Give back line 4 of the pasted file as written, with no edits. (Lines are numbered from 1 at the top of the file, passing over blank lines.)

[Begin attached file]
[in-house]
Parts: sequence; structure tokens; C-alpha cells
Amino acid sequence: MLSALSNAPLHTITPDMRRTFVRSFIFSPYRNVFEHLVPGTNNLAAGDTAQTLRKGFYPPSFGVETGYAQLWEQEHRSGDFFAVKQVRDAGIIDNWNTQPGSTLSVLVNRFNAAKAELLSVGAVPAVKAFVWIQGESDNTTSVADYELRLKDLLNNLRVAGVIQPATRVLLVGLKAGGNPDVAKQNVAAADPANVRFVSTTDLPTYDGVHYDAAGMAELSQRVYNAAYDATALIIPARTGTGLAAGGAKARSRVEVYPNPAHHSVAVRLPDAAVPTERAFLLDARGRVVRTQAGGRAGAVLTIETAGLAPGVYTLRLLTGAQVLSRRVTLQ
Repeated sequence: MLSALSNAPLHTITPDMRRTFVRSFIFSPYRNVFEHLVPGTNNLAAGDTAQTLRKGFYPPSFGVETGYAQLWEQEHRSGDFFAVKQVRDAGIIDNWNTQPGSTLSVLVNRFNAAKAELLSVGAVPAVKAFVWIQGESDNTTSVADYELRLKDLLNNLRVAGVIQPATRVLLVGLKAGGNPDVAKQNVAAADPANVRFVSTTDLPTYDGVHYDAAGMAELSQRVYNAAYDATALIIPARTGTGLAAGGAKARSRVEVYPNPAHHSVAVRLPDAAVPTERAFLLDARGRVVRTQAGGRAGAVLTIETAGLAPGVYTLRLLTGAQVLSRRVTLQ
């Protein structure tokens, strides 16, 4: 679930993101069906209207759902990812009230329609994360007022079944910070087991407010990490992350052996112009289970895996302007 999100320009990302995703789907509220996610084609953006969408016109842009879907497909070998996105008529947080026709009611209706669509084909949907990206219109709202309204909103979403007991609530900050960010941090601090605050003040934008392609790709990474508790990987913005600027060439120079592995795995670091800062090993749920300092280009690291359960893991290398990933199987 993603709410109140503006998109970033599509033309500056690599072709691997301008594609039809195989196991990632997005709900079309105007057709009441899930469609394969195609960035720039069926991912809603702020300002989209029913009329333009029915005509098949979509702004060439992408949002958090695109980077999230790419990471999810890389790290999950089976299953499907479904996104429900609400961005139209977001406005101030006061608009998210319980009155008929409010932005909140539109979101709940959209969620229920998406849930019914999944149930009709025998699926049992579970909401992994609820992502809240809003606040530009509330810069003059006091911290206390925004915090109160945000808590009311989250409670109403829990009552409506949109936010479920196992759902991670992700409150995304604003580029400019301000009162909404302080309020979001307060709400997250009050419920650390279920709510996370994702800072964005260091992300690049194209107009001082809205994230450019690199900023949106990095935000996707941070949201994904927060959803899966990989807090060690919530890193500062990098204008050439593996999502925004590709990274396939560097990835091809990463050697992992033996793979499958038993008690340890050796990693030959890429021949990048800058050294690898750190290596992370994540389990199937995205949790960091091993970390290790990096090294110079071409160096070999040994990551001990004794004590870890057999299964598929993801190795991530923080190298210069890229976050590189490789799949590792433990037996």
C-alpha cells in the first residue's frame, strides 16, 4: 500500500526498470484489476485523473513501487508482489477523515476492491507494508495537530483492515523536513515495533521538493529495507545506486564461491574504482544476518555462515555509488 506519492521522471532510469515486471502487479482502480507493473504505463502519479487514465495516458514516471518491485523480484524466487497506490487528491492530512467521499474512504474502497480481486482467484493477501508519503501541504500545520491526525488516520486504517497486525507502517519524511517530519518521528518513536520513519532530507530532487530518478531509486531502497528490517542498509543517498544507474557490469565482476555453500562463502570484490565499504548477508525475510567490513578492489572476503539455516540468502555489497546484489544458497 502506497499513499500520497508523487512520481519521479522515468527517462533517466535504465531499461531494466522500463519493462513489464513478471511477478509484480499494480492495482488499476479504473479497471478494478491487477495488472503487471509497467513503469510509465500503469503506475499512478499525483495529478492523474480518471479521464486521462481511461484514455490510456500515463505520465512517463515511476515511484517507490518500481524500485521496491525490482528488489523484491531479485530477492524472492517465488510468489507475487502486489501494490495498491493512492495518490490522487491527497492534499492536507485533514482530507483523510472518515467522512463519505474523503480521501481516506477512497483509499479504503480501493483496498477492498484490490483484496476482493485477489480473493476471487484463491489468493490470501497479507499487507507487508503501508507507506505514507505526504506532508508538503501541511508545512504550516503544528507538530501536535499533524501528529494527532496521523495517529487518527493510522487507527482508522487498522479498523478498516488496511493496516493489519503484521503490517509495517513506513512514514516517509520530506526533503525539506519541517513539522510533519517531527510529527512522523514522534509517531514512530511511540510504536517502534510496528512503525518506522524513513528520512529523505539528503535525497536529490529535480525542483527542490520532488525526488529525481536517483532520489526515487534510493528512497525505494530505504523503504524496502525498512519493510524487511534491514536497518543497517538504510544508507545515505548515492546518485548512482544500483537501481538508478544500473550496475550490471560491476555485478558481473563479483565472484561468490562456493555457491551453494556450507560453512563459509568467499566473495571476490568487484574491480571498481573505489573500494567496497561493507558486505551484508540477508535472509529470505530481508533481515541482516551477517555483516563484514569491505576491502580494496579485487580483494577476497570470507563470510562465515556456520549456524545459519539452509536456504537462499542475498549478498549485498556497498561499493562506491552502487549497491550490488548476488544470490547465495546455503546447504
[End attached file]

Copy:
Repeated sequence: MLSALSNAPLHTITPDMRRTFVRSFIFSPYRNVFEHLVPGTNNLAAGDTAQTLRKGFYPPSFGVETGYAQLWEQEHRSGDFFAVKQVRDAGIIDNWNTQPGSTLSVLVNRFNAAKAELLSVGAVPAVKAFVWIQGESDNTTSVADYELRLKDLLNNLRVAGVIQPATRVLLVGLKAGGNPDVAKQNVAAADPANVRFVSTTDLPTYDGVHYDAAGMAELSQRVYNAAYDATALIIPARTGTGLAAGGAKARSRVEVYPNPAHHSVAVRLPDAAVPTERAFLLDARGRVVRTQAGGRAGAVLTIETAGLAPGVYTLRLLTGAQVLSRRVTLQ